Mr Lapran told The Tribune that the office-bearers had been appointed with due permission from the Pradesh Congress Committee president Capt Amarinder Singh, who had also signed the list himself.

Explaining the reasons for appointing so many persons to these posts, he said, all people had to be involved. In order to avoid any heartburn or resentment among the workers the party had tried to accommodate maximum number of people by giving them various responsibilities.



Customers’ meet organised
Our Correspondent

Ludhiana, November 5
The State Bank of Patiala organised a customers’ meet here on Saturday. The meet was attended by customers of the bank with great enthusiasm. They shared their views with officials of the bank.

Mr P.K. Bansal, assistant general manager of the bank, apprised the customers of the prevailing scenario in banking sector. He also spoke about various new schemes of the bank like ‘Total Home Loan Scheme’, ‘Greh Kaya Kalap Yojna’, ‘Medi Home Flexi Finance’, ‘Salary Plus’, ‘SBP Ustav’ and loans against equitable mortgage of property etc.



‘Set up chemical recovery plants’
Our Correspondent

Ludhiana November 5
“The paper industry needed to set up chemical recovery plants, which are technically and commercially viable to effectively combat pollution, the perennial problems of pulp and paper industry”. This was emphasised by Mr Rajneesh Oswal, Vice-Chairman of Shreyansh Industries Ltd, while speaking at a three-day workshop on ‘Chemical recovery in agro-based paper plants’, which concluded here on Sunday.

The workshop, first of its kind in the state, was organised by the Indian Pulp and Paper Technical Association (IPPTA), Saharanpur, the apex technical association representing the pulp and paper industry in the country. Various papers and presentations were made by academician and technocrats of various paper mills and machinery manufacturers in the workshop, which was widely attended by representatives of the industry from all over India.

Giving the example of his own unit, Mr Oswal said: “We took a very bold decision to install the world’s first of its kind chemical recovery plant way back in 1995, which was a pioneering effort at that time”. He pointed out that the increasing need for technology upgradation in the context of global scenario.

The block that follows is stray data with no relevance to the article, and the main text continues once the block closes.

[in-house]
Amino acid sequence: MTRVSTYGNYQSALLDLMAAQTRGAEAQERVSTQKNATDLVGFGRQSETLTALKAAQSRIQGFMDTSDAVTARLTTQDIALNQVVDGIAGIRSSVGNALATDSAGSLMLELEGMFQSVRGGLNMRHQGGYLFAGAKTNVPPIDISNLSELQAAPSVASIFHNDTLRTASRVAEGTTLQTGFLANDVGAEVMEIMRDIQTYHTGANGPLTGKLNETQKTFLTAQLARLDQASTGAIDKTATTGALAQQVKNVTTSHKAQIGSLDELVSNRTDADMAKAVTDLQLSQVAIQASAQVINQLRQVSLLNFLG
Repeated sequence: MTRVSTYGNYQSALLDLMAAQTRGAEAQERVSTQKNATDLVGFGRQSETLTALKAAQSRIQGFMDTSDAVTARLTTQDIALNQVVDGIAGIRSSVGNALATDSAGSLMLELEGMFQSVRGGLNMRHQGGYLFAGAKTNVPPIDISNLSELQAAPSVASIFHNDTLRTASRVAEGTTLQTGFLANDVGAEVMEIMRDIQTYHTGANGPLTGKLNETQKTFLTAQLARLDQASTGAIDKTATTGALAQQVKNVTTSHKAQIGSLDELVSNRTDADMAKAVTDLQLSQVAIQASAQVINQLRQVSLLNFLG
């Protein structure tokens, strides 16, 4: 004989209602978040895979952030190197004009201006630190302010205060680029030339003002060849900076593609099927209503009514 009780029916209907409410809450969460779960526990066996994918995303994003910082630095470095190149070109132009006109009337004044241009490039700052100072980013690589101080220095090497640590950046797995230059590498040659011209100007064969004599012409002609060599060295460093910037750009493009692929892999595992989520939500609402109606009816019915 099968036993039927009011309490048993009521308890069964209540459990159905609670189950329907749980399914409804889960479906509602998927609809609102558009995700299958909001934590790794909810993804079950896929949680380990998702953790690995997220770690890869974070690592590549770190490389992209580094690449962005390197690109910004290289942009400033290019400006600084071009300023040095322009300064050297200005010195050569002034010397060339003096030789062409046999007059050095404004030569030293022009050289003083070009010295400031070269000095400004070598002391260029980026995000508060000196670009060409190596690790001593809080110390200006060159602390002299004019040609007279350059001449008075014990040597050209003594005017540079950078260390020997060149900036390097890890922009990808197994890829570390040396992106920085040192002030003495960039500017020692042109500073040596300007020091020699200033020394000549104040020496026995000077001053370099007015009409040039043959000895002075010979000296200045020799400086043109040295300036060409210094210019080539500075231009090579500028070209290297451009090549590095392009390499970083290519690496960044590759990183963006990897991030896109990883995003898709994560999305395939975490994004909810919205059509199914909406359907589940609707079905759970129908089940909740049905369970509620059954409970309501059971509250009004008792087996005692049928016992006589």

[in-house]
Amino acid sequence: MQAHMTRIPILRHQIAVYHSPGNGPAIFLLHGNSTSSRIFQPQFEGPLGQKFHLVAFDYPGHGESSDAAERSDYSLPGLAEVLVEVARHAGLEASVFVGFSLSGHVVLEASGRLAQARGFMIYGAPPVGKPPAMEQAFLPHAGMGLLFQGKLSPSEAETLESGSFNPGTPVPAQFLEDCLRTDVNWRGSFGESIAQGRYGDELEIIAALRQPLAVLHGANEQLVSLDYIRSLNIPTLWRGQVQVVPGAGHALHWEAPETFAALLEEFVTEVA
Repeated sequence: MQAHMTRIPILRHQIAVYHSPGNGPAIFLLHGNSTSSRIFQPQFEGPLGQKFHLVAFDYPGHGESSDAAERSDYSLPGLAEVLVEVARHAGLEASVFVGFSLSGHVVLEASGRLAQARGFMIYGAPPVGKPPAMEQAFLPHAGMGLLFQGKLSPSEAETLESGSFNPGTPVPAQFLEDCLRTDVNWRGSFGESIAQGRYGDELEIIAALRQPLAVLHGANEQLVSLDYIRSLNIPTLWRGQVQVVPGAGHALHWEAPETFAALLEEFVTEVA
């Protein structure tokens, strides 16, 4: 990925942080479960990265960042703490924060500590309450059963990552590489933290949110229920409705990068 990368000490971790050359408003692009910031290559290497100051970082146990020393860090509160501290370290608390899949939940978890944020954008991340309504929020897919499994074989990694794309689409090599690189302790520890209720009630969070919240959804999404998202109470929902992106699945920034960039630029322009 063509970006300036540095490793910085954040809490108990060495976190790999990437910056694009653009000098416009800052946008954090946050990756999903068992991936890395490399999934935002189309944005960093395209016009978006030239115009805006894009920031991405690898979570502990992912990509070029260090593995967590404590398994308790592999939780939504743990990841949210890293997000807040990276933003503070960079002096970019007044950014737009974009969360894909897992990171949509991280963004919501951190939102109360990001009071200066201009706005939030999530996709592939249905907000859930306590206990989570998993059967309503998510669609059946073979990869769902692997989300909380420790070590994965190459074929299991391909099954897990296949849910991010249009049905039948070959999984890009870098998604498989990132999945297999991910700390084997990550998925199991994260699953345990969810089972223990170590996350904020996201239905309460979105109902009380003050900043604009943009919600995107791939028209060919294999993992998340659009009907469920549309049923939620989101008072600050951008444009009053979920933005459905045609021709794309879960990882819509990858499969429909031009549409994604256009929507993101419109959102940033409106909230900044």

He said: “In India the paper industry has grown at a healthy rate of 6 to 7 per cent per annum and the per capita consumption of paper is 5 kg per annum which is very low compared to the developed countries. So one can imagine the kind of potential the paper industry holds as the literacy levels in the country increase, industrialisation is on the rise, the general increase in standard of living and paper being used in new sectors of industry like packaging of food products for increased shelf life.

Other prominent speakers, including Mr Pradeep Dhabole, Vice-President, IPPTA and managing director of ITC, Bhadrachalam (Hyderabad) and Dr N.J. Rao, Honorary Secretary General, IPPTA, Mr Anil Kumar, Executive Director of M/s Shreyans Industries Ltd and Mr C.S. Dhawan, Joint Managing Director, Varinder Agro Chemicals Ltd, observed that the annual production of paper in India was 5 million tones, both in the organised and unorganised sector, out of which the agro-based paper mills account for 40 per cent in the country.

The workshop, they pointed out, assumed a lot of significance as the mills which were based on wood and bamboo had access to viable chemical recovery plants since a long time due to their sheer size of operations, but the small and medium mills which were mostly the agro-based paper mills using agricultural waste like rice straw, wheat straw, ‘sarkanda’ and other grasses could not previously install chemical recovery plants due to the economic viability of these due to the small and medium production capacities. However, this trend had changed now with availability of a viable chemical recovery technology, whereby these agro-based paper mills could recover costly chemicals by this process and simultaneously combat the problem of water pollution, making these recovery plants commercially viable. Participants from leading paper mills from all over India, including leading machinery suppliers, attended the workshop. Participants also visited units of M/s Shreyans Industries Ltd, Ahmedgarh, and M/s Varinder Agro Chemicals Ltd where they were able to see the working of chemical recovery plants.